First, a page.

NIST method improves reliability of GPS clocks

Oct 07, 2005

The average user may not notice, but the Global Positioning System (GPS) is more reliable today than it was several years ago.

Widely used by the military, first responders, surveyors and even consumers, GPS is a navigation and positioning system consisting of ground-based monitors and a constellation of satellites that rely on atomic clocks. A statistical method, developed by the National Institute of Standards and Technology (NIST) and tested and implemented with the help of several collaborators, has made the job of analyzing the accuracy and reliability of these satellite-borne time signals significantly faster and easier. The method will help ensure that GPS clocks produce accurate location and distance measurements and remain closely synchronized with official world time.

The NIST method, described in a recent paper,* has been incorporated over the past few years into the GPS clock analysis software system managed by the Naval Research Laboratory (NRL). The satellite clocks--commercial devices based in part on research originally done at NIST--use the natural oscillations of rubidium atoms as "ticks," or frequency standards. The algorithm helps detect and correct GPS time and frequency anomalies. The algorithm also can be used to improve the control of other types of atomic clocks and has been incorporated into commercial software and instruments for various timing applications, according to NIST electronics engineer David Howe, lead author of the paper.

A GPS receiver pinpoints its location based on the distance to three or more GPS satellites at known locations in space. The distance is calculated from the time it takes for satellite radio signals to travel to the receiver. Thus, timing accuracy affects distance measurements. The NIST method makes a series of mathematical calculations to account for numerous measures of random "noise" fluctuations in clock operation simultaneously.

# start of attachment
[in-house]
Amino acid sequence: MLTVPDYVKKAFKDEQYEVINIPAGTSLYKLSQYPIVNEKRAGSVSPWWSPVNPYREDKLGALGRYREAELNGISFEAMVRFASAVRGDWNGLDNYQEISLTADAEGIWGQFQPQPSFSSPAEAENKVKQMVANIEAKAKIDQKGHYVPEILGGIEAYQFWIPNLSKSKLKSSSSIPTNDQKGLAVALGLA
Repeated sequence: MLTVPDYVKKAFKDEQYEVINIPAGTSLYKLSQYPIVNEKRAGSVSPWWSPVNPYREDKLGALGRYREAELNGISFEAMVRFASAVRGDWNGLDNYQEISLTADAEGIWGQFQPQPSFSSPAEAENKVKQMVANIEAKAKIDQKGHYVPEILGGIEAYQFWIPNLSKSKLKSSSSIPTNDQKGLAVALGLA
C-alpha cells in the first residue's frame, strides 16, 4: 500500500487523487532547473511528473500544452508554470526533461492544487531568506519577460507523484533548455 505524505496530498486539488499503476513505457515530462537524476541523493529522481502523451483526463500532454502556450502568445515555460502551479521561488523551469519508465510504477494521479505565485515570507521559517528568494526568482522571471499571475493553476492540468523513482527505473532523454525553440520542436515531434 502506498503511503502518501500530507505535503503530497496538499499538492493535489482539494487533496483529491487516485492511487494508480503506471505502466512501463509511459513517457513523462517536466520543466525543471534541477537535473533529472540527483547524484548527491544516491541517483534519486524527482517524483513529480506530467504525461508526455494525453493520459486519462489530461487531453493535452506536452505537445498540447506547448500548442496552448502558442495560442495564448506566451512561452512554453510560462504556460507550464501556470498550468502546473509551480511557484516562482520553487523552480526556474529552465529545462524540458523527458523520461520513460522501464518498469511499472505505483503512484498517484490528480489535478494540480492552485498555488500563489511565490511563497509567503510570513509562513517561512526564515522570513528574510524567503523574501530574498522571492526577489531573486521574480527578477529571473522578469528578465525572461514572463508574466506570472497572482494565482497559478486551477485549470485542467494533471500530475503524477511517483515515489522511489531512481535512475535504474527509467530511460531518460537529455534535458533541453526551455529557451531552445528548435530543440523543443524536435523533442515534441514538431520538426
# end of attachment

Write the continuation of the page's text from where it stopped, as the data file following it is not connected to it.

This makes it easier to estimate many sources of error and identify the onset of instabilities in the clocks in minutes or hours rather than days. Adjustments then can be made promptly. The technique also could accelerate the evaluation of clocks during the process of building GPS satellites, where test time is at a premium. "Ultimately, it should improve reliability, stability and accuracy for many people who use GPS for time and navigation,"said Howe.

Co-authors of the paper include scientists from NRL, the Jet Propulsion Laboratory at the California Institute of Technology, the Observatoire de Besancon in France, and Hamilton Technical Services in South Carolina.

* D.A. Howe, R.L. Beard, C.A. Greenhall, F. Vernotte, W.J. Riley, T.K. Peppler. Enhancements to GPS operations and clock evaluations using a "total" hadamard deviation. IEEE Transactions on Ultrasonics, Ferroelectrics, and Frequency Control. August 2005.

Source: NIST

Explore further: Robot scouts rooms people can't enter

add to favorites email to friend print save as pdf

Related Stories

Portable frequency comb rolls out of the lab